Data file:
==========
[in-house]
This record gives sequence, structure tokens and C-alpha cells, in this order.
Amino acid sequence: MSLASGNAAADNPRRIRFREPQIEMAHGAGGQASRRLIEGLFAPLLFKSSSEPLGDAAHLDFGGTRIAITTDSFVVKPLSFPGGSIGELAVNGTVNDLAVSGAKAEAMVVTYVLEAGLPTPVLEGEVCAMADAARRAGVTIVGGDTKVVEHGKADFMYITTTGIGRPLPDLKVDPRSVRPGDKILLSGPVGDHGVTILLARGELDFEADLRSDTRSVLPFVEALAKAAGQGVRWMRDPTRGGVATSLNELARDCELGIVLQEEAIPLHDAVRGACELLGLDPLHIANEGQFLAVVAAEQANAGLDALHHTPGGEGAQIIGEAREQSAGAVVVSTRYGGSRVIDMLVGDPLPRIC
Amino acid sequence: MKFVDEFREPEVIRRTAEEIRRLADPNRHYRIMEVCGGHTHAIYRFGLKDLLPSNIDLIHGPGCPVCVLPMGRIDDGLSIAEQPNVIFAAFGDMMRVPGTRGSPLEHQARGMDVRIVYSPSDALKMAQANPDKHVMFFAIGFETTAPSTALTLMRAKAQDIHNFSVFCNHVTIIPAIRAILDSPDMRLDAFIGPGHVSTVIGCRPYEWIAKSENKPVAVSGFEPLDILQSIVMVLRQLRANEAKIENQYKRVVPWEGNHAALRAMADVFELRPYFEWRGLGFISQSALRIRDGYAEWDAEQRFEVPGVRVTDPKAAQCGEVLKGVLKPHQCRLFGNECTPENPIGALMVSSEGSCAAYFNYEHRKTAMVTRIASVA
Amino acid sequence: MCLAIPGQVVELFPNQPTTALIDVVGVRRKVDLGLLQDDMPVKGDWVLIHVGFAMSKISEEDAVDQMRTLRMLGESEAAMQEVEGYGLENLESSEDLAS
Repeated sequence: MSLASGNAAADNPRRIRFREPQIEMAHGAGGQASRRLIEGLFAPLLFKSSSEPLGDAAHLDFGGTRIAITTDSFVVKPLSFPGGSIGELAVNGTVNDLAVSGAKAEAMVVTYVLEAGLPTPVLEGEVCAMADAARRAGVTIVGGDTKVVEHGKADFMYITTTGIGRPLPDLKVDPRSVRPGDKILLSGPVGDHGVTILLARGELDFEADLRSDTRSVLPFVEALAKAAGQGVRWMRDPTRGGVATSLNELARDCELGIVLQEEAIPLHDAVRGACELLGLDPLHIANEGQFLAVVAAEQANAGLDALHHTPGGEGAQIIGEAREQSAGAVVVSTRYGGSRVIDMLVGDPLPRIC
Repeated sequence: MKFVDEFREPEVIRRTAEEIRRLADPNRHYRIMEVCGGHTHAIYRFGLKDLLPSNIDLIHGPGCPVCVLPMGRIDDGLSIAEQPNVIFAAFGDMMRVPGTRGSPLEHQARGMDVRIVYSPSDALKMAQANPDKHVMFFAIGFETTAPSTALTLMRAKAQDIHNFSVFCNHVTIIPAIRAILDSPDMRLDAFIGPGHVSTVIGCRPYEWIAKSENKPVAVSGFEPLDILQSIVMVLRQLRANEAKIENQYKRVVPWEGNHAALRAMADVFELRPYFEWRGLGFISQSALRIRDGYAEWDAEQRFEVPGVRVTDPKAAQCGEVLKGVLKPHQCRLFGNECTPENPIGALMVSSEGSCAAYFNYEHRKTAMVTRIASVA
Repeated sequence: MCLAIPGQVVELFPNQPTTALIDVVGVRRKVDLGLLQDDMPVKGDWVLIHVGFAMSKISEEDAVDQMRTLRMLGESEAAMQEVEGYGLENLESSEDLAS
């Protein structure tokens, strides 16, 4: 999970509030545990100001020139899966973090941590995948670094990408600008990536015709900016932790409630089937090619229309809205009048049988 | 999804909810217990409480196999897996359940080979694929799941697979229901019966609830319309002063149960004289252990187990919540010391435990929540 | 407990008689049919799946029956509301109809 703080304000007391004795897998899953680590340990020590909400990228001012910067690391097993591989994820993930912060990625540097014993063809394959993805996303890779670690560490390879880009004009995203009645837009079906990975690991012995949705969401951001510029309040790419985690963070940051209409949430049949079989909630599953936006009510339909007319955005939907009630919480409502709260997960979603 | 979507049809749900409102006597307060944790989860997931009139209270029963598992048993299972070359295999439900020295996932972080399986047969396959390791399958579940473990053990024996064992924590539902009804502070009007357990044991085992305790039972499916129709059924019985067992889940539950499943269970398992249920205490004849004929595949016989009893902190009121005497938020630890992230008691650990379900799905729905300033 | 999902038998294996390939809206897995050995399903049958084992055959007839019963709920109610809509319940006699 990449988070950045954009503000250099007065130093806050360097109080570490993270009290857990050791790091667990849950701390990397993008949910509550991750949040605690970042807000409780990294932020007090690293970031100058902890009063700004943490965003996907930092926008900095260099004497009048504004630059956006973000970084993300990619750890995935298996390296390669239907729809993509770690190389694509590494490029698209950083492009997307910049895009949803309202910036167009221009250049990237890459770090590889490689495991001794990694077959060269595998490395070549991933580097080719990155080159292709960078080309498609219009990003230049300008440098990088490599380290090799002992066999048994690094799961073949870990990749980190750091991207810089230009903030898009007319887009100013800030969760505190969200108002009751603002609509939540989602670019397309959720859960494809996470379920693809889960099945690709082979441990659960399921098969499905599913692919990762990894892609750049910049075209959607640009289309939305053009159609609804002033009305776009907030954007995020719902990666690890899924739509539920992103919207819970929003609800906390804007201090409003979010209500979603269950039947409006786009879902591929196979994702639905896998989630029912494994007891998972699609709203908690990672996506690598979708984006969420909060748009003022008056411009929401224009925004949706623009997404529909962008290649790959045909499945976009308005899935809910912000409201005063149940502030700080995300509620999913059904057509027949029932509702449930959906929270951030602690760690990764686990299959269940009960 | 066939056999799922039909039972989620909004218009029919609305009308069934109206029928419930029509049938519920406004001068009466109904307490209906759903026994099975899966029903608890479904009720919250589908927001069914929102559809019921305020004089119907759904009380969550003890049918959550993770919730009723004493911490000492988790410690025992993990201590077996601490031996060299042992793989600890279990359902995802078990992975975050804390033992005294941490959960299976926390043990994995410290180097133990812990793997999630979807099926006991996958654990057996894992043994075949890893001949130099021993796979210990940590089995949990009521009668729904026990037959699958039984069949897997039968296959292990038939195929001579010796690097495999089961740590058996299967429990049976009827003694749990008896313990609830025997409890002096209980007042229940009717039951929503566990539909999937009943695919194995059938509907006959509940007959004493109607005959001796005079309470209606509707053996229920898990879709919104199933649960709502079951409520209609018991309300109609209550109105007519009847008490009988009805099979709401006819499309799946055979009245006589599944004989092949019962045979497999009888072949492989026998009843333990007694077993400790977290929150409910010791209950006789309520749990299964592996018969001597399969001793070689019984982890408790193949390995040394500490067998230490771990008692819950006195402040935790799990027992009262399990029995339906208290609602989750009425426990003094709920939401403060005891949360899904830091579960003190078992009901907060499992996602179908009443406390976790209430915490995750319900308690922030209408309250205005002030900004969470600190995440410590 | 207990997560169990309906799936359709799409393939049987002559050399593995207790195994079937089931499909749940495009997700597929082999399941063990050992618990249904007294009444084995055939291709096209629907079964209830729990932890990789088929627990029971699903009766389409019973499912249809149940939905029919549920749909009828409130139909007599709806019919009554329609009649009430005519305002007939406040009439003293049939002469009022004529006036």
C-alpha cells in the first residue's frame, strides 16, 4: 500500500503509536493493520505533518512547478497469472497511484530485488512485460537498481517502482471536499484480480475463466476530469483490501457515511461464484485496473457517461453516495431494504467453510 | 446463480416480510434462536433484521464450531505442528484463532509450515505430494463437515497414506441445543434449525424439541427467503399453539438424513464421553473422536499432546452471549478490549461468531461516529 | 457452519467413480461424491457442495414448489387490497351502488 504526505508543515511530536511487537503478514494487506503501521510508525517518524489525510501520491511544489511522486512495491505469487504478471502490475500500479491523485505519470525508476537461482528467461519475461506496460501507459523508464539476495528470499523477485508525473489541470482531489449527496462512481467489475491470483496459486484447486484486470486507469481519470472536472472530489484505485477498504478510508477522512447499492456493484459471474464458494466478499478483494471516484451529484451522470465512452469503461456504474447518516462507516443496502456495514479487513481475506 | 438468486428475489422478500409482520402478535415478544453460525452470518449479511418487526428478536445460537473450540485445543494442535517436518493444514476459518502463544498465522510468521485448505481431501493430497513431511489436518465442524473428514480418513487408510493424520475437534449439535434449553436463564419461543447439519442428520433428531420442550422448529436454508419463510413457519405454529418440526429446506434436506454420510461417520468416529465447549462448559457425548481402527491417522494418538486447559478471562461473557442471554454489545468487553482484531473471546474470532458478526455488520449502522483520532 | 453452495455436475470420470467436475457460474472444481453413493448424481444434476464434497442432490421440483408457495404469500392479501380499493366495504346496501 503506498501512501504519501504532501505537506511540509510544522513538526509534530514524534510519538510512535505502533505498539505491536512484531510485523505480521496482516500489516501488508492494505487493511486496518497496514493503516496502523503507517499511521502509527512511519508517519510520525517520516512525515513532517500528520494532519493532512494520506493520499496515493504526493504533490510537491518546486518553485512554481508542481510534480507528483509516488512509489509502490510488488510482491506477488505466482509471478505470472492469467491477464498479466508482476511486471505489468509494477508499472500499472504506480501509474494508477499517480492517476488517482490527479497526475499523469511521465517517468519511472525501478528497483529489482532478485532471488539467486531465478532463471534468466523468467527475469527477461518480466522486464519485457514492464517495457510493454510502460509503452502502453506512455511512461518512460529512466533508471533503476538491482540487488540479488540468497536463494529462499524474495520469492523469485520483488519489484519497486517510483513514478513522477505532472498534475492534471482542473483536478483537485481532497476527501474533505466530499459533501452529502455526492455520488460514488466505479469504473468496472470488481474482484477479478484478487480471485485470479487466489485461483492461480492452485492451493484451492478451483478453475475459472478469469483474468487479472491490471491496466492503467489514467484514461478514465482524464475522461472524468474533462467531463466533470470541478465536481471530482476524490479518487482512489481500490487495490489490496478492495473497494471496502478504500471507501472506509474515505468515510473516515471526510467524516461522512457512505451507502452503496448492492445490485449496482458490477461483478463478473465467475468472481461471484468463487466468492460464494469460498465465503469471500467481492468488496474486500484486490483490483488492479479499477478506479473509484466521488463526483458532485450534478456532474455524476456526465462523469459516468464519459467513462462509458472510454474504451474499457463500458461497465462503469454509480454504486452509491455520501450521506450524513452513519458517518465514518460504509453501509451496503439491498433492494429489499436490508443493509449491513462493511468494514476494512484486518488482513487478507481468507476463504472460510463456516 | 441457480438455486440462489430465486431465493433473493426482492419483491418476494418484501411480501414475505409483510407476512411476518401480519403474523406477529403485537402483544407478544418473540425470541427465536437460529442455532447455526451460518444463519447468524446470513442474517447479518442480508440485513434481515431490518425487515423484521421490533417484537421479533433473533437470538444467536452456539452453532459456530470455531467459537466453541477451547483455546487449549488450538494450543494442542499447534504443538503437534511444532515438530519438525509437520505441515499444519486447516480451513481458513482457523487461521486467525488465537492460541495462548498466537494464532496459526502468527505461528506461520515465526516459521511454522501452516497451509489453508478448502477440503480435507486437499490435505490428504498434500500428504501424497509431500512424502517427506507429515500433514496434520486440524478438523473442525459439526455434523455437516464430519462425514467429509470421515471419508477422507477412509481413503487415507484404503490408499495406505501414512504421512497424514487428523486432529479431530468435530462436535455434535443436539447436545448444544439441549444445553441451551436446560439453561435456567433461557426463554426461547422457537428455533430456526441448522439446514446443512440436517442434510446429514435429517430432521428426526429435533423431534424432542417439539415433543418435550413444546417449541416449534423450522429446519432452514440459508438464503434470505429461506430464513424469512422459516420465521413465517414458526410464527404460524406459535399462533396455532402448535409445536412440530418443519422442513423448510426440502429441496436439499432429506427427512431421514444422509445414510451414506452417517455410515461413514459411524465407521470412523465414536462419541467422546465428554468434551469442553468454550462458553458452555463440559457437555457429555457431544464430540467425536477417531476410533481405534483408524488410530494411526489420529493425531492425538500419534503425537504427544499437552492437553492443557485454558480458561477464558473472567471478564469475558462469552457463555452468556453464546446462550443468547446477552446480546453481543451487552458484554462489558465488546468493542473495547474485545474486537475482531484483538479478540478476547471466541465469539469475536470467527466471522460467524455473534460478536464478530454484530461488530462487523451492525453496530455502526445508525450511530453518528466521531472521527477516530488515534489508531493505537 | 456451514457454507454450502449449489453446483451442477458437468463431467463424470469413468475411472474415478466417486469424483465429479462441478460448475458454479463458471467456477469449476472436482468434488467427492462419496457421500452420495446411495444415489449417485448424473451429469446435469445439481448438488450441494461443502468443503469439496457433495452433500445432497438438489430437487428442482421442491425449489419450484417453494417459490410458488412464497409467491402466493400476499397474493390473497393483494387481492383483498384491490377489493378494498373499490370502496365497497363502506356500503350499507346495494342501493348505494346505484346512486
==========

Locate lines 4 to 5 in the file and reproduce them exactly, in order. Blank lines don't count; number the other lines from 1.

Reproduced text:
Amino acid sequence: MKFVDEFREPEVIRRTAEEIRRLADPNRHYRIMEVCGGHTHAIYRFGLKDLLPSNIDLIHGPGCPVCVLPMGRIDDGLSIAEQPNVIFAAFGDMMRVPGTRGSPLEHQARGMDVRIVYSPSDALKMAQANPDKHVMFFAIGFETTAPSTALTLMRAKAQDIHNFSVFCNHVTIIPAIRAILDSPDMRLDAFIGPGHVSTVIGCRPYEWIAKSENKPVAVSGFEPLDILQSIVMVLRQLRANEAKIENQYKRVVPWEGNHAALRAMADVFELRPYFEWRGLGFISQSALRIRDGYAEWDAEQRFEVPGVRVTDPKAAQCGEVLKGVLKPHQCRLFGNECTPENPIGALMVSSEGSCAAYFNYEHRKTAMVTRIASVA
Amino acid sequence: MCLAIPGQVVELFPNQPTTALIDVVGVRRKVDLGLLQDDMPVKGDWVLIHVGFAMSKISEEDAVDQMRTLRMLGESEAAMQEVEGYGLENLESSEDLAS